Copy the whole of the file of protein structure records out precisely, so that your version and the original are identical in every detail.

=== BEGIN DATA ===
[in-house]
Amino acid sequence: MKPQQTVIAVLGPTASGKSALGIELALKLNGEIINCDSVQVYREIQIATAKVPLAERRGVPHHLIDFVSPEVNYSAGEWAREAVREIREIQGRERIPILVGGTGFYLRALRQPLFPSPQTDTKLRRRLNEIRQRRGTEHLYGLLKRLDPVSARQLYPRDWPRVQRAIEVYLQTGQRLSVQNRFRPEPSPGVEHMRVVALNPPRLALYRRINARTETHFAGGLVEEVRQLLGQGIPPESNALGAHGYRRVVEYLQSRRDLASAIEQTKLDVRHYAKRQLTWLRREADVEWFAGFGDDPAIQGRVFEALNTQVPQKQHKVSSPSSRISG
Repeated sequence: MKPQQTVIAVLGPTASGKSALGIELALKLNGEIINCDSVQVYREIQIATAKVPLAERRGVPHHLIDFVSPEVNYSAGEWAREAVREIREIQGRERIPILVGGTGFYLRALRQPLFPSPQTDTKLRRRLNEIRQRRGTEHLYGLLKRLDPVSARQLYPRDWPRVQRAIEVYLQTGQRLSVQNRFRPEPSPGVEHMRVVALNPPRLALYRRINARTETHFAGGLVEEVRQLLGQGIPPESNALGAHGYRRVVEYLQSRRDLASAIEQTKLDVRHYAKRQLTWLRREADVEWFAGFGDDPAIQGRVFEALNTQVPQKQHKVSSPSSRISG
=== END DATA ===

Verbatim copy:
[in-house]
Amino acid sequence: MKPQQTVIAVLGPTASGKSALGIELALKLNGEIINCDSVQVYREIQIATAKVPLAERRGVPHHLIDFVSPEVNYSAGEWAREAVREIREIQGRERIPILVGGTGFYLRALRQPLFPSPQTDTKLRRRLNEIRQRRGTEHLYGLLKRLDPVSARQLYPRDWPRVQRAIEVYLQTGQRLSVQNRFRPEPSPGVEHMRVVALNPPRLALYRRINARTETHFAGGLVEEVRQLLGQGIPPESNALGAHGYRRVVEYLQSRRDLASAIEQTKLDVRHYAKRQLTWLRREADVEWFAGFGDDPAIQGRVFEALNTQVPQKQHKVSSPSSRISG
Repeated sequence: MKPQQTVIAVLGPTASGKSALGIELALKLNGEIINCDSVQVYREIQIATAKVPLAERRGVPHHLIDFVSPEVNYSAGEWAREAVREIREIQGRERIPILVGGTGFYLRALRQPLFPSPQTDTKLRRRLNEIRQRRGTEHLYGLLKRLDPVSARQLYPRDWPRVQRAIEVYLQTGQRLSVQNRFRPEPSPGVEHMRVVALNPPRLALYRRINARTETHFAGGLVEEVRQLLGQGIPPESNALGAHGYRRVVEYLQSRRDLASAIEQTKLDVRHYAKRQLTWLRREADVEWFAGFGDDPAIQGRVFEALNTQVPQKQHKVSSPSSRISG